There have been a number of revelations of money wasted. The Urbacon city hall contract lawsuit added an additional $23 million to the original cost of the building, taking the cost to $65 million. An impatient mayor triggered the firing of the general contractor, when the building was 95 per cent finished, caused this. That led to the defeat of the former mayor. She has yet to apologize for that mistake in judgment.

Did the public approve of this?

In her eight years in office, the former mayor and her council majority of supporters, allowed the number of full-time city staff to balloon by more than 35 per cent. The population increase during that period was 6.5 per cent.

Along comes the $37.1 million spent by the city-owned Guelph Municipal holdings Inc. (GMHI). The board was chaired by the mayor and four members of council, giving the chair absolute authority.

She exercised that authority behind closed doors without any public participation or input. Last May 16, we learned the truth about her secret project to develop two District Energy Node pumps, powered by natural gas and through a complex underground co-generation system, supplied hot and cold water to nearby buildings.

The Node located in the Sleeman Centre, supplies the co-generated hot and cold water to the two, new hi-rise Tricar Condo buildings, Sleeman Centre, RiverRun Theatres and St. Mark’s church.

Pankaj Sardana delivered the bad news to council in an open meeting. He said the project was started with a bad business plan and should never have been started in the first place. His presentation to the GMHI shareholders, aka city council was supported by the former CAO, Ann Pappert, who had served a Chief Executive Officer(CEO) of GMHI for four years.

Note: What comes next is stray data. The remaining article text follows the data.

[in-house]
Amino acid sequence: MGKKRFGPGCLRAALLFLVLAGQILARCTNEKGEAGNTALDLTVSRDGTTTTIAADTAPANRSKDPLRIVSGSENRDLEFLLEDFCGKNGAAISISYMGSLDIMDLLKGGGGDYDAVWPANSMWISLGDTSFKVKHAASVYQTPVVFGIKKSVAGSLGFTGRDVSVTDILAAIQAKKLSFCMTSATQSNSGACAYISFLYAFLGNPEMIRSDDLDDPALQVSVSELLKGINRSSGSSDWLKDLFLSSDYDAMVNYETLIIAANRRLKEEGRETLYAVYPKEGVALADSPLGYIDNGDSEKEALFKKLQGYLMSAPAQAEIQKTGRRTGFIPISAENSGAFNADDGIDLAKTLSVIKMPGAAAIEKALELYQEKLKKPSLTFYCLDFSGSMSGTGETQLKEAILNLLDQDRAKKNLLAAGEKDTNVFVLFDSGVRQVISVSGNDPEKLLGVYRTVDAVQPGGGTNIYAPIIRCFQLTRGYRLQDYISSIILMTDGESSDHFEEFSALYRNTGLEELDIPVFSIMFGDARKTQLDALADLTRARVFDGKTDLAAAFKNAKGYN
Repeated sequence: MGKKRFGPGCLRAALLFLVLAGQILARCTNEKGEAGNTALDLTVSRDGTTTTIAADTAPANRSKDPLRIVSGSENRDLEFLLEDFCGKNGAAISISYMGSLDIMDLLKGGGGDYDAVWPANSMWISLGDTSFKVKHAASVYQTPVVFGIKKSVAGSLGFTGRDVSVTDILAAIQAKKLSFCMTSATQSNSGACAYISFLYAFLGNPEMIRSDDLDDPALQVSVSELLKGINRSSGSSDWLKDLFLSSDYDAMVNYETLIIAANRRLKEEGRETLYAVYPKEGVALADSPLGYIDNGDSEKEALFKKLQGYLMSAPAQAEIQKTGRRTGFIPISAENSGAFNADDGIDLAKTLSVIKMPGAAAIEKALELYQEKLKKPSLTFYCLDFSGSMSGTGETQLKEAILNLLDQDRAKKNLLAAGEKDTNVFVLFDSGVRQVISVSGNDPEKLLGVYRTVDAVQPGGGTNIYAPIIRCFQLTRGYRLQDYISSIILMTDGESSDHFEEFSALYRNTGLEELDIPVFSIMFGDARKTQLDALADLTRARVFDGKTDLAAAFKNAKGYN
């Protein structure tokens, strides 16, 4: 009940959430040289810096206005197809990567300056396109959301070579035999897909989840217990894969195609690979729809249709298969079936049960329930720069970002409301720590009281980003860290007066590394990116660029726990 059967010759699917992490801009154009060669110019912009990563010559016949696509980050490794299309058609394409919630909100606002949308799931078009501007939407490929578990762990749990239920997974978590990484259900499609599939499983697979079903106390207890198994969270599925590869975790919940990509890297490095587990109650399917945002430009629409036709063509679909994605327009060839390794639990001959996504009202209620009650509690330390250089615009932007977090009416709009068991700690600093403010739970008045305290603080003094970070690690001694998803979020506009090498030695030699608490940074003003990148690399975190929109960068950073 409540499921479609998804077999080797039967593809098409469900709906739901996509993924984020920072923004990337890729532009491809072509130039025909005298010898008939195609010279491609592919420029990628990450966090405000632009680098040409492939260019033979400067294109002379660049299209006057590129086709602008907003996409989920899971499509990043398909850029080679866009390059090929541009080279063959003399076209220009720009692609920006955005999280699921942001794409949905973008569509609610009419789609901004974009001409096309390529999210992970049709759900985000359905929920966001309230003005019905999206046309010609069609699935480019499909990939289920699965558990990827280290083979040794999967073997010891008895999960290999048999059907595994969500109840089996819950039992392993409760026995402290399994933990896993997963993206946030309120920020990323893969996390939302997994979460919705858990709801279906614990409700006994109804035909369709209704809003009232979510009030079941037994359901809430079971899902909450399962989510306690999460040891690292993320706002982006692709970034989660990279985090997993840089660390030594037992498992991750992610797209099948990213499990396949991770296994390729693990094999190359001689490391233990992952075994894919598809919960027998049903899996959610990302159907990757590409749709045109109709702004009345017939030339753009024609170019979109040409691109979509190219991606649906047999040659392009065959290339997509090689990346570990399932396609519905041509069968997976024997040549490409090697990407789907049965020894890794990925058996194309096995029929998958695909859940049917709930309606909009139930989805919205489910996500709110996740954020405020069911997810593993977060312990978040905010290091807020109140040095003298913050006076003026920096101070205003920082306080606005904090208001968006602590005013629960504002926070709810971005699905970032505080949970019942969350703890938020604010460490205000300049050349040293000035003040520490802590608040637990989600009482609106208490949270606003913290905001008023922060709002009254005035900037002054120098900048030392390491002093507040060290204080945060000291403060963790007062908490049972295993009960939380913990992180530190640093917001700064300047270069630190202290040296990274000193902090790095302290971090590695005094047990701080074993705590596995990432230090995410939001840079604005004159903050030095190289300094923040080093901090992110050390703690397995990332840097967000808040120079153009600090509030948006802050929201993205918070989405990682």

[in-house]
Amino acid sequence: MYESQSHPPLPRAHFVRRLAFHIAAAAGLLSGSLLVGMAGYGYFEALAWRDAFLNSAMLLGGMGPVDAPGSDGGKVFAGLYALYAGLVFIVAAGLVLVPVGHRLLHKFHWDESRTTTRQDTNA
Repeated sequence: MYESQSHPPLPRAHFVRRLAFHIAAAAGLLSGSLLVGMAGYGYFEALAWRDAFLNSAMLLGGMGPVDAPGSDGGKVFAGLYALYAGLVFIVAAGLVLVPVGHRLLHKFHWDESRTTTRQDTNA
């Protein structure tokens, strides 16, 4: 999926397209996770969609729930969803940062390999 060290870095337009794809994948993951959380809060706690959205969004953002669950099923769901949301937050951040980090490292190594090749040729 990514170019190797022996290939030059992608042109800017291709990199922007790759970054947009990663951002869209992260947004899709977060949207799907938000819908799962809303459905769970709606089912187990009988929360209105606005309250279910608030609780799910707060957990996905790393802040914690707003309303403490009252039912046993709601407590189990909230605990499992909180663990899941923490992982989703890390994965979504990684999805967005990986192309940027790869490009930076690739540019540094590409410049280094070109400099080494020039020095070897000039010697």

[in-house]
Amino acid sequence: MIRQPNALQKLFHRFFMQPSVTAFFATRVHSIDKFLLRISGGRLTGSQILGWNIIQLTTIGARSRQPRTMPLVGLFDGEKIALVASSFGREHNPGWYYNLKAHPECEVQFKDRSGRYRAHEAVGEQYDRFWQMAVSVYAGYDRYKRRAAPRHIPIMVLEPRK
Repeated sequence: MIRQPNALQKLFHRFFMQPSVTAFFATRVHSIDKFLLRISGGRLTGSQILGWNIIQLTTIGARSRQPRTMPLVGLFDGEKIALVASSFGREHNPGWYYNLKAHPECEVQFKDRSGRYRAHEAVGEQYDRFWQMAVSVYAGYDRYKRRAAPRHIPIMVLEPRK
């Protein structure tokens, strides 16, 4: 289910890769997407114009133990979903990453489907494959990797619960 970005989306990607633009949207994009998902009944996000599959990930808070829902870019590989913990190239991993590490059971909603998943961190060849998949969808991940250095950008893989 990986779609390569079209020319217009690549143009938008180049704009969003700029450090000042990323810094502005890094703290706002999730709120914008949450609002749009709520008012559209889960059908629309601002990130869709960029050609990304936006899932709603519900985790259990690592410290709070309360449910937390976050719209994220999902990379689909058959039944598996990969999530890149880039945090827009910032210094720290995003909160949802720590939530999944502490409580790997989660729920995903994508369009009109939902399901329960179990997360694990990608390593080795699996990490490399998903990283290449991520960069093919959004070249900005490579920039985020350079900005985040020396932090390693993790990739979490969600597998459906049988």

If anyone knew of what GMHI was planning, it had to be her. But no one, the former mayor, the four councillors or Ms. Pappert serving on the GMHI board, said a word. Mr. Sardana’s presentation was the first indication of trouble with this project.

The devil is in the details

On July 13, the staff presented a detailed report on how the project failed and the associated costs. Those costs included the sum of $68.5 million an “impairment” asset on the city books. What is the interpretation of an ”impairment” charge? If the recoverable amount of an investment is less than its carrying value, then the asset is deemed to be impaired. The value must be written down to the recoverable amount.

Now most people know that the city must balance its books every year.

But because Farbridge persuaded her city council comrades to form GMHI in 2010, as a separate corporation, the finances went off the city books. This clandestine approval allowed her to pursue her dream of energy sustainability and reduction of carbon.

This $68.5 million is impaired because the cost of carrying the asset is some $3.5 million and exceeds the revenue. But there is no provision in the city income to pay these interest costs annually. The result is the so-called “asset” becomes a liability on the city books. In other words, the citizens have to pay for this colossal, multi-million dollar mistake. Yet Mark Amorosi keeps saying the city finances are in solid condition.

The mysteries remain: How was that impaired investment money spent? Was it a term loan? Who guaranteed it? Are there hard assets to provide collateral under-pinning the funds?